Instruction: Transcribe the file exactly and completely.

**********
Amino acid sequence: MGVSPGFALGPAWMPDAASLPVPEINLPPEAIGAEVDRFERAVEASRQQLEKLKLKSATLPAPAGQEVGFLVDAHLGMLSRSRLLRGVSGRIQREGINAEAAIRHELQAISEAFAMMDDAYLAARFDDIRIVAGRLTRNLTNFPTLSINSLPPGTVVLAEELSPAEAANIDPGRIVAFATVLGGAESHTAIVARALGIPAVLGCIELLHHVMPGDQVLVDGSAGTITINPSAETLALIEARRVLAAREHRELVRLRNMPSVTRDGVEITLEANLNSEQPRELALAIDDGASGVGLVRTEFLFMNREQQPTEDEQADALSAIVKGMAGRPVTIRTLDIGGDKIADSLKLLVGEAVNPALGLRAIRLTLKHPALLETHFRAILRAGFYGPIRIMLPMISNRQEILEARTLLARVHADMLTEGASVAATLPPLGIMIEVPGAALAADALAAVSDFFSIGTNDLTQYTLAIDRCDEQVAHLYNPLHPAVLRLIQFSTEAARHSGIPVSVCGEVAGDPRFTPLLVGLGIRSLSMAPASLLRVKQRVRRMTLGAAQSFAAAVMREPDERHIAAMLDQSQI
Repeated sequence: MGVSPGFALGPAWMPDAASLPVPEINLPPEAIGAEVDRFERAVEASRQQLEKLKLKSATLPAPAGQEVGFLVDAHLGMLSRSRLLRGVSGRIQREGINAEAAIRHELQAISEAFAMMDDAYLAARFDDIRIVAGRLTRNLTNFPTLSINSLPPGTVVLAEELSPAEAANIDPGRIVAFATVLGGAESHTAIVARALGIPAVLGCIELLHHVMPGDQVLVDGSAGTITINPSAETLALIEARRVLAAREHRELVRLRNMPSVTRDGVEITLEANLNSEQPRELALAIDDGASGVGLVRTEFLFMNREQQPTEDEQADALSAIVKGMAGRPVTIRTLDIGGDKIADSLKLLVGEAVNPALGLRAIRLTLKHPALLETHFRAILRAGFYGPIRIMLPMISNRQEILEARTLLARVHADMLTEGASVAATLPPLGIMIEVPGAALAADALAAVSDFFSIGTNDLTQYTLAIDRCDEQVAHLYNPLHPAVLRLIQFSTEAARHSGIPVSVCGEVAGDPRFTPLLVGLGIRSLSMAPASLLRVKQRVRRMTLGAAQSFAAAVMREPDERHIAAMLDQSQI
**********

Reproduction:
Amino acid sequence: MGVSPGFALGPAWMPDAASLPVPEINLPPEAIGAEVDRFERAVEASRQQLEKLKLKSATLPAPAGQEVGFLVDAHLGMLSRSRLLRGVSGRIQREGINAEAAIRHELQAISEAFAMMDDAYLAARFDDIRIVAGRLTRNLTNFPTLSINSLPPGTVVLAEELSPAEAANIDPGRIVAFATVLGGAESHTAIVARALGIPAVLGCIELLHHVMPGDQVLVDGSAGTITINPSAETLALIEARRVLAAREHRELVRLRNMPSVTRDGVEITLEANLNSEQPRELALAIDDGASGVGLVRTEFLFMNREQQPTEDEQADALSAIVKGMAGRPVTIRTLDIGGDKIADSLKLLVGEAVNPALGLRAIRLTLKHPALLETHFRAILRAGFYGPIRIMLPMISNRQEILEARTLLARVHADMLTEGASVAATLPPLGIMIEVPGAALAADALAAVSDFFSIGTNDLTQYTLAIDRCDEQVAHLYNPLHPAVLRLIQFSTEAARHSGIPVSVCGEVAGDPRFTPLLVGLGIRSLSMAPASLLRVKQRVRRMTLGAAQSFAAAVMREPDERHIAAMLDQSQI
Repeated sequence: MGVSPGFALGPAWMPDAASLPVPEINLPPEAIGAEVDRFERAVEASRQQLEKLKLKSATLPAPAGQEVGFLVDAHLGMLSRSRLLRGVSGRIQREGINAEAAIRHELQAISEAFAMMDDAYLAARFDDIRIVAGRLTRNLTNFPTLSINSLPPGTVVLAEELSPAEAANIDPGRIVAFATVLGGAESHTAIVARALGIPAVLGCIELLHHVMPGDQVLVDGSAGTITINPSAETLALIEARRVLAAREHRELVRLRNMPSVTRDGVEITLEANLNSEQPRELALAIDDGASGVGLVRTEFLFMNREQQPTEDEQADALSAIVKGMAGRPVTIRTLDIGGDKIADSLKLLVGEAVNPALGLRAIRLTLKHPALLETHFRAILRAGFYGPIRIMLPMISNRQEILEARTLLARVHADMLTEGASVAATLPPLGIMIEVPGAALAADALAAVSDFFSIGTNDLTQYTLAIDRCDEQVAHLYNPLHPAVLRLIQFSTEAARHSGIPVSVCGEVAGDPRFTPLLVGLGIRSLSMAPASLLRVKQRVRRMTLGAAQSFAAAVMREPDERHIAAMLDQSQI